Edward BurraEdward Burra

Painting the Stage: Burra and Performance

Burra’s love of theatrical spectacle, film and ballet was exuberantly expressed in his depictions of music halls and Hollywood movie stars such as Mae West (1934-5), and his illustrations for Humbert Woolf’s book The ABC of the Theatre (1932). He was one of the greatest British designers for the stage in the twentieth-century and designed striking décor and costumes for several notable ballets and operas.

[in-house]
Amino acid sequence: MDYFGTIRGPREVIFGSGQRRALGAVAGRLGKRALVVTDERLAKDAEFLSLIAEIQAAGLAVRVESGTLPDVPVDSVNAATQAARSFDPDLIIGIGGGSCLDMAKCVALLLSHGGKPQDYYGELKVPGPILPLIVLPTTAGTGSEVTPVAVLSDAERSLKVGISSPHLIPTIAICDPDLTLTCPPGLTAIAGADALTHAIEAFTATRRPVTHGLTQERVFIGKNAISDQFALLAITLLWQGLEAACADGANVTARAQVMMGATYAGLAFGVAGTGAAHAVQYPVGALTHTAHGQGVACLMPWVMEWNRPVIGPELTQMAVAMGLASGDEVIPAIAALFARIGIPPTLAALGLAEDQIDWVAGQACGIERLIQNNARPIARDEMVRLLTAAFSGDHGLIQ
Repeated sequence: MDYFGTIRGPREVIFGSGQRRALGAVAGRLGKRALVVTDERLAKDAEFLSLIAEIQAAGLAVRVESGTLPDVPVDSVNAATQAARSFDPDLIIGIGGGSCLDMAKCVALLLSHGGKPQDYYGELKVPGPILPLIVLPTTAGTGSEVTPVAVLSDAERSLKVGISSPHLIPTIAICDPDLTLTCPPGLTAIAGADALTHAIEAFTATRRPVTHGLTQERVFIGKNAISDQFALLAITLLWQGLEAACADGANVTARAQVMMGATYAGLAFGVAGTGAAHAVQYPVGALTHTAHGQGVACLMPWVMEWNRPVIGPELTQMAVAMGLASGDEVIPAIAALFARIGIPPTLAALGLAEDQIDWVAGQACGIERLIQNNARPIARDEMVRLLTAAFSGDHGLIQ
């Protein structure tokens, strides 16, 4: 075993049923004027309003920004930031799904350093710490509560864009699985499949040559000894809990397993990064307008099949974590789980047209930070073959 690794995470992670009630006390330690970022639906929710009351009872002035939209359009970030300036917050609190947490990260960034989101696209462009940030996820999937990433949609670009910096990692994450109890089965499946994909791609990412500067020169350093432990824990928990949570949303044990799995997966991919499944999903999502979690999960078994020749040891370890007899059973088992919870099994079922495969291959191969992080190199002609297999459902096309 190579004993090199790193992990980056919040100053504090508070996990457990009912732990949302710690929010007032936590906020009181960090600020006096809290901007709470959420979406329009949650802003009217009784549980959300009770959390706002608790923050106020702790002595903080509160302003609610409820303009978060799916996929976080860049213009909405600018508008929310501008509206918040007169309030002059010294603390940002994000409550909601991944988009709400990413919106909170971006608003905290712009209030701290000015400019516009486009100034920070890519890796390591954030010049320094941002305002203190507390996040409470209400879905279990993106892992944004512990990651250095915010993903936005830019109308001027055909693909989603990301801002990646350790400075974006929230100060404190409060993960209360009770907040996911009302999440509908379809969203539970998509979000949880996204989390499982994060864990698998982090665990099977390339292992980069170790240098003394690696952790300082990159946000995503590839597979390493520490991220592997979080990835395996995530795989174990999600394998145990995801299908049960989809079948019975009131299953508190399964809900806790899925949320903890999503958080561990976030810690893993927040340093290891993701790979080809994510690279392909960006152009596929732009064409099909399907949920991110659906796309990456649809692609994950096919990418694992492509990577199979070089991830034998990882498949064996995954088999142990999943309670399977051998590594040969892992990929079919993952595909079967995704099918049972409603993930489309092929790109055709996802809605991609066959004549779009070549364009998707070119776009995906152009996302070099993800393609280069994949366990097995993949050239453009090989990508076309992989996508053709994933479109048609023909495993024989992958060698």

The exhibition will showcase a selection of Burra’s best costume designs that capture the personality of the individual performers as well as demonstrating a flair for dress and movement. The set designs on show include Frederick Ashton’s ballet A Day in a Southern Port (Rio Grande) (1932) which he based on the dockside at Toulon in France, Georges Bizet’s opera Carmen (1947) which drew on his experiences in Southern Spain, his macabre vision for Frederick Ashton’s ballet Don Juan (1948) and Ninette de Valois’s ballet Don Quixote (1950). With his aptitude for depicting ordinary people in the streets, Burra also produced atmospheric set designs and costumes for Robert Helpmann’s ballet The Miracle in the Gorbals (1944) and the American poet Langston Hughes’ comedy Simply Heavenly (1958), which was based in Harlem.